What a change a week makes! After consecutive high-pass-volume games, the Ravens turned back the clock to 2019, or maybe even 2018, with a ball-control strangling of the Chargers. Thirty-eight minutes of possession, 187 rushing yards, double the first downs of the opponent. The Ravens first two drives totaled almost 12 mins of clock time, and resulted in touchdowns. Their first drive after halftime took up literally half of the 3rd quarter (7:21). Then they chewed up the rest of the quarter when they got the ball back at the 4:40 mark. They played keep-away.
With the running game so effective, and the defense shutting things down, Greg Roman saw no need to get cute, and this led to Lamar’s worst statistical day of the season: only 167 passing yards (despite 70% completions), a passer rating of only 68.
I personally think Lamar’s actual play was better than the stats show. Mike Tanier wrote this for Football Outsiders:
Jackson’s box score stats against the Chargers weren’t all that impressive … But Jackson spent Sunday afternoon double-clutching and pump-faking to get receivers open on short passes, side-arming throws into tight windows, and scrambling judiciously for first downs. Jackson proved that he can be a game manager against a quality opponent if called upon.
That’s how I saw it too. Some checkdowns and using the Running Backs in the passing game (four targets); Three scrambles for 28 yards (out of his five called runs). Taking what the defense gives.
Here are the game stats:
Again with nine targeted players. Lamar spreading the ball around has become the norm. This is three games in a row with 8+ players seeing looks.
The only receiver with a statistically “good” day was Mark Andrews. This has been a Pro Bowl season so far for him. He and Travis Kelce are tied for the league lead in receiving yards for a Tight End; the only Tight Ends with 10+ targets who have a higher yards-target are David Njoku & Dallas Goedert & ex-Raven Maxx Williams, all on less than half the volume Andrews has. If Andrews keeps up this level of production, he’ll be in the discussion for All-Pro honors at the end of the year.
Everyone else had a “meh” day statistically. But they moved the chains.
The exciting thing here is the debut of rookie Rashod Bateman. His stats aren’t much, but I was very impressed with the way he moved. He was jittery, and was able to get separation. The Ravens didn’t ease him in, whatsoever. Bateman played 45 snaps – only Marquise Brown had more, among targeted players. Maybe the most impressive thing about Bateman was how much Lamar seemed to trust him. Bateman tied with Mark Andrews with the most targets for the game. Lamar threw it to Bateman on 3rd down, he threw it to him in traffic. I kind of think that first interception was Lamar being too excited to throw it to Bateman: he didn’t take the time to see the undercutting linebacker, Lamar’s worst decision of the game. When you see this kind of rapport between receiver and quarterback, that’s exciting. It’s what Lamar has with Mark Andrews, and with Marquise Brown. Bateman looked to me like a player who can be very, very productive with Lamar.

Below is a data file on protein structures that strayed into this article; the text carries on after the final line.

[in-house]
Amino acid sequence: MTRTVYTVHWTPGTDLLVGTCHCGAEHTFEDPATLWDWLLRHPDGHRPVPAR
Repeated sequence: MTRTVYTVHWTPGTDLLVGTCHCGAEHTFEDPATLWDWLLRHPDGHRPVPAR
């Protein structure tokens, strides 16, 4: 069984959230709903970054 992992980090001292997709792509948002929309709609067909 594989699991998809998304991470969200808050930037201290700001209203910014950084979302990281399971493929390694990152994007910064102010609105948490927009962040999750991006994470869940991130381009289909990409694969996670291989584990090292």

I have been Miles Boykin’s most vocal supporter on the RSR forum, so it’s worth noting that Boykin also made his receiving debut in this game. He & Lamar have never shown the kind of rapport that seems to have sprung up instantly with Bateman. It’s interesting to look at the differences between Boykin & Bateman as players. Boykin is bigger/stronger/faster than Bateman. He’s a smooth player. What Boykin doesn’t have is the jittery, twitchy, instant change-of-direction that Bateman has. Marquise Brown has that too, as does Lamar himself. Bateman is more Lamar’s “kind” of player. More importantly, Bateman shows advanced feel for route running, for setting up defenders and fooling them, and showing himself to the quarterback at the right time. Boykin hasn’t shown those things.
Bateman getting 45 snaps to Boykin’s four, spells the end of the line for Boykin being in the rotation at Wide Receiver. That’s a shame, because he’s a talent that a team should be able to get something out of. I personally think that if Boykin had been drafted into another situation, he’d have had a good career. If he’d joined the Packers in 2019, I think he’d be a thousand-yard guy: Aaron Rodgers likes to make exactly the kind of throws that Boykin gets open for. But in Baltimore, his only position is “blocking wide receiver,” which doesn’t even exist in any other offense but Greg Roman’s. Vaya con dios, Miles.
Here are the Ravens season receiving stats:
Marquise Brown is still in the NFL’s top-ten for receiving yards, on pace for about 1300 in a 16 game season. Mark Andrews is 14th, on pace for about 1250. It’ll be interesting to see how the Ravens distribute the targets between Bateman and Sammy Watkins, when Watkins returns.
Remember the NFL average yards-per-target last year was 7.55. So everyone below that number in the chart would be “below average” in receiving efficiency. But Running Backs are always lower than Wide Receivers in that stat, so don’t hold them to the same standard.
Lamar is 10th in the NFL in passing yards; 5th in yards-per-attempt.
Next Up: Divisional play! Joe Burrow, Ja’Marr Chase and the Bengals! Remember when we thought A.J. Green was a pain in the ass? Man, we are going to hate seeing Ja’Marr Chase twice a year for the foreseeable future.